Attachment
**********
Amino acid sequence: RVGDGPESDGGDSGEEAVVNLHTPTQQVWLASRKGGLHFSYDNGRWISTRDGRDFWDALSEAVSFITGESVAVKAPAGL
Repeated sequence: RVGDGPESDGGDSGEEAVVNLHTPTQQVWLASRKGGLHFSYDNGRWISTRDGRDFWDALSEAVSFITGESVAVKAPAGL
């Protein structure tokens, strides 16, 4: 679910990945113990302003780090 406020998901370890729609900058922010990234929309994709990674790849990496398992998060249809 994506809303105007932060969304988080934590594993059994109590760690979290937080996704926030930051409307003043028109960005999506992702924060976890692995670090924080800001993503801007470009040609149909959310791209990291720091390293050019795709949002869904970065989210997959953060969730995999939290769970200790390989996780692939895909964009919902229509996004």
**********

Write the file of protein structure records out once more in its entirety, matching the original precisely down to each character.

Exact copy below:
Amino acid sequence: RVGDGPESDGGDSGEEAVVNLHTPTQQVWLASRKGGLHFSYDNGRWISTRDGRDFWDALSEAVSFITGESVAVKAPAGL
Repeated sequence: RVGDGPESDGGDSGEEAVVNLHTPTQQVWLASRKGGLHFSYDNGRWISTRDGRDFWDALSEAVSFITGESVAVKAPAGL
């Protein structure tokens, strides 16, 4: 679910990945113990302003780090 406020998901370890729609900058922010990234929309994709990674790849990496398992998060249809 994506809303105007932060969304988080934590594993059994109590760690979290937080996704926030930051409307003043028109960005999506992702924060976890692995670090924080800001993503801007470009040609149909959310791209990291720091390293050019795709949002869904970065989210997959953060969730995999939290769970200790390989996780692939895909964009919902229509996004």